Snapdragon Chemistry to develop continuous tech for US manufacturers with $1.5 DARPA grant

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Image Credit: Snapdragon Chemistry

The $1.5 million grant will allow Snapdragon to develop its continuous manufacturing platform for the US pharmaceutical industry.

US-based pharmaceutical and fine chemical manufacturing firm Snapdragon Chemistry has just been awarded a $1.5 million grant from the US Defense Advanced Research Project Agency (DARPA), the company announced today.

With the grant providing development funding over the next two years, Snapdragon says it will help secure the domestic supply chain and provide cost savings for pharmaceutical manufacturing with its continuous technology.

The DARPA grant will also offer additional funding for commercialisation in the next 12 months.

Snapdragon says it will direct R&D on the design of a programmable platform manufacturing system able to process commodity feedstocks into high-value functionalised building blocks.

Commenting on the grant, President and CEO of Snapdragon Chemistry, Matthew Bio, said: “We are thrilled to be selected by DARPA to further our development efforts.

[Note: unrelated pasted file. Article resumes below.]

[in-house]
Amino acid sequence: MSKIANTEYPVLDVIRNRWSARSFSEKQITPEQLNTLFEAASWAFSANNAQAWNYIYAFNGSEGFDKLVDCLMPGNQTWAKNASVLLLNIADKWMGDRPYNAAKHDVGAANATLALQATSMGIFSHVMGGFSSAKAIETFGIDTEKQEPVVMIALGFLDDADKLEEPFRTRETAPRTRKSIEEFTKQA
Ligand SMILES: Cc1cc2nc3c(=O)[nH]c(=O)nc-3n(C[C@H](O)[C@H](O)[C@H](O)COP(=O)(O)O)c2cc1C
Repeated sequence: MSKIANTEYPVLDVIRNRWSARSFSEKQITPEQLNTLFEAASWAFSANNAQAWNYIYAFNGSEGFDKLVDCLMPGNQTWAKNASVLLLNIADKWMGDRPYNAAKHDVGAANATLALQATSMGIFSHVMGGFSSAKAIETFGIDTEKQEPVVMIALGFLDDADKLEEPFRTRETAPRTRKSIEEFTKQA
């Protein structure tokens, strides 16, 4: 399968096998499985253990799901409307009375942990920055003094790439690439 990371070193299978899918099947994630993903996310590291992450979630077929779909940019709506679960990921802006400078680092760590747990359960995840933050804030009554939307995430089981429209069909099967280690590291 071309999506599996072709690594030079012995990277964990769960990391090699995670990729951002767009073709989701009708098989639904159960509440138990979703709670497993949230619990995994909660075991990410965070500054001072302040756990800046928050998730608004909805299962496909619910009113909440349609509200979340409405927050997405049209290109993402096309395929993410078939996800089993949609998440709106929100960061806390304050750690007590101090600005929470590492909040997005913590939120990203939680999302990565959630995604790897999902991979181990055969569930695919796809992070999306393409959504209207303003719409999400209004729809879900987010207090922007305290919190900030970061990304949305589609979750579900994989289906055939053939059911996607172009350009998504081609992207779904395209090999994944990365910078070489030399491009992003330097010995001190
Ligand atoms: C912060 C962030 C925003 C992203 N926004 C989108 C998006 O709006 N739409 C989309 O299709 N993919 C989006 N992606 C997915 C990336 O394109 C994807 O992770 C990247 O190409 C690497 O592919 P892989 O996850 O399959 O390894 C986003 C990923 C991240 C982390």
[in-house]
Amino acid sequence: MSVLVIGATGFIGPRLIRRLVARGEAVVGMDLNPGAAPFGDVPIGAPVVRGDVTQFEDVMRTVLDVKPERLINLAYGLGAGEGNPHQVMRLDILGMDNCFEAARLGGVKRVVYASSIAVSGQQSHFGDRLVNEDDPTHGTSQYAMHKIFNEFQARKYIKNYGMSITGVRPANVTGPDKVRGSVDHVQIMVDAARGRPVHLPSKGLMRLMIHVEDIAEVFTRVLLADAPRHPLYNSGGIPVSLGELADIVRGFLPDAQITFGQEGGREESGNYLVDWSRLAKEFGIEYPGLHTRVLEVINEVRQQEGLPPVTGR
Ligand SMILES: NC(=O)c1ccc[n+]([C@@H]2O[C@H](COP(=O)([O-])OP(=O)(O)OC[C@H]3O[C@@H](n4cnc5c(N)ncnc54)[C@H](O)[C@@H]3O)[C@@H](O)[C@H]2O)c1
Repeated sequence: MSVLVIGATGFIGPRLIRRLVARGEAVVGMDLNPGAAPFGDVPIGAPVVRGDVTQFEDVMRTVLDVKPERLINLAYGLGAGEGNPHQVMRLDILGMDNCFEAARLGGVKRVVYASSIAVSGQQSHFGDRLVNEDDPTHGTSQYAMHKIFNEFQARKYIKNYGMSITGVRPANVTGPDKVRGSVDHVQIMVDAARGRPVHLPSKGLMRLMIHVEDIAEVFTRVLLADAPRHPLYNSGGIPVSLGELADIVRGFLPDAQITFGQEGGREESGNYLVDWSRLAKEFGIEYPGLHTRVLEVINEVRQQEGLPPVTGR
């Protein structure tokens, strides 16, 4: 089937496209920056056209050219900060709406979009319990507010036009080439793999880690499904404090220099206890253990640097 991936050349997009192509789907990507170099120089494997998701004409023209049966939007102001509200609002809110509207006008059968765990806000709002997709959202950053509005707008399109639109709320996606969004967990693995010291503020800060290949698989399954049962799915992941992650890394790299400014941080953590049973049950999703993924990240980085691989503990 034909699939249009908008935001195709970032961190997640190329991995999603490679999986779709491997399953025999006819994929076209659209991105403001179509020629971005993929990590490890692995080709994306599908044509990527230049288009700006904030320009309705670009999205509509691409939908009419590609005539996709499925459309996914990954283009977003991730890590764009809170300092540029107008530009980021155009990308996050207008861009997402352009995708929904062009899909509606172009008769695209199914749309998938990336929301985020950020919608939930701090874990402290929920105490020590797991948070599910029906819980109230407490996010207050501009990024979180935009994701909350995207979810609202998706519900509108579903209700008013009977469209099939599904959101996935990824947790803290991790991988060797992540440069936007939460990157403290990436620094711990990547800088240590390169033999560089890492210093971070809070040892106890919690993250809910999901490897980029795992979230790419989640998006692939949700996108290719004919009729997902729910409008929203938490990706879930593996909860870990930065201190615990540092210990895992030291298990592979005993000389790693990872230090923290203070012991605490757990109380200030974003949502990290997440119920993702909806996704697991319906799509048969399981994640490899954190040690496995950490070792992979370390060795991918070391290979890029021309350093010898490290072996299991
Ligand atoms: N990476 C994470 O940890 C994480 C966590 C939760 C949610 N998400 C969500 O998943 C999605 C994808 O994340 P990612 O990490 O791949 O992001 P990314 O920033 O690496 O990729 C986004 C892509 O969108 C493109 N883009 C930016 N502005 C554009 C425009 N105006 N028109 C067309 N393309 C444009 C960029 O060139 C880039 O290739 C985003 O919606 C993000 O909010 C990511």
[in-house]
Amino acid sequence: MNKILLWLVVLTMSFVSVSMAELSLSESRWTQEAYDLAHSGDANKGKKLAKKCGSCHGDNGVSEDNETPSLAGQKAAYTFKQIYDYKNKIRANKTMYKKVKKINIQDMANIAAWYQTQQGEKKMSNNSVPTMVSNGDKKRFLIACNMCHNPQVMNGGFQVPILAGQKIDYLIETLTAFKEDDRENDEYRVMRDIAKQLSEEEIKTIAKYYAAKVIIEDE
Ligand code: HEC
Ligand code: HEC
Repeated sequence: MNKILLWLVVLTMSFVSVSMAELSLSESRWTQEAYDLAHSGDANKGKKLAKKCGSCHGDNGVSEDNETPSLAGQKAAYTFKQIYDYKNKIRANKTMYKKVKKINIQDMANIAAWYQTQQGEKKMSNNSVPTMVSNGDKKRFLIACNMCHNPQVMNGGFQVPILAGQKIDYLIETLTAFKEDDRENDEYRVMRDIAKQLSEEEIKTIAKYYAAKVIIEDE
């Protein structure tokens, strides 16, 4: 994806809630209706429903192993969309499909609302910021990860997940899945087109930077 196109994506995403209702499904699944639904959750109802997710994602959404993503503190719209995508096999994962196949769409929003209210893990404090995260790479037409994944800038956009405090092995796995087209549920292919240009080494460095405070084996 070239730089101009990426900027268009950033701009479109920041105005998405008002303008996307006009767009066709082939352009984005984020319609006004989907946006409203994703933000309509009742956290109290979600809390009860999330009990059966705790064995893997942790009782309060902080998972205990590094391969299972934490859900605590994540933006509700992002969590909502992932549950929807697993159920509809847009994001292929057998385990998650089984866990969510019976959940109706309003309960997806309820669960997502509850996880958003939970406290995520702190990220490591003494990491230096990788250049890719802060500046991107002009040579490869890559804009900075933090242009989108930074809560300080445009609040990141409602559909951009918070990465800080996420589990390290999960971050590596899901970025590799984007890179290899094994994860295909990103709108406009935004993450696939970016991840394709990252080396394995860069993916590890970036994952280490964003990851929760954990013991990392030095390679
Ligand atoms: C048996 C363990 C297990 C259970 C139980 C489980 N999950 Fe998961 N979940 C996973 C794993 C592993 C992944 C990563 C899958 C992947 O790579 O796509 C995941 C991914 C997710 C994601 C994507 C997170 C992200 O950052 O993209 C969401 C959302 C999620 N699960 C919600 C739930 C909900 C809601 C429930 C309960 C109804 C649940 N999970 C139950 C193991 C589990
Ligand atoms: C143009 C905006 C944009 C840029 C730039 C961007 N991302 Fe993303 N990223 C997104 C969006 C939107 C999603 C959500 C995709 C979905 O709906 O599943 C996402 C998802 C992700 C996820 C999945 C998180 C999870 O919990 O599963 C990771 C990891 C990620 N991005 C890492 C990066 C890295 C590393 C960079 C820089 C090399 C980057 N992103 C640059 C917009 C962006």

“This grant will allow us to bring together expertise in automation and continuous manufacturing to create a platform technology for the manufacture of pharmaceutical intermediates and fine chemicals.

“We expect this technology will become a key component of a secure national supply chain for the chemical components critical to health and human welfare.”

“The DARPA grant will facilitate our development of next-generation continuous flow manufacturing technology for flexible, on-demand production of a diverse set of vitally important fine chemical building blocks from commodity chemicals with far less waste compared with the existing ‘dirty chemistry’ that was originally developed in the late 19th century,” added Dr. Eric Fang, Snapdragon CSO.

The US DARPA offers funding opportunities to academic, corporate, and governmental partners in the fields of physics, engineering, biology, medicine, computer science, chemistry, mathematics, material sciences, social sciences, neurotechnology and more. To learn more, visit the following link.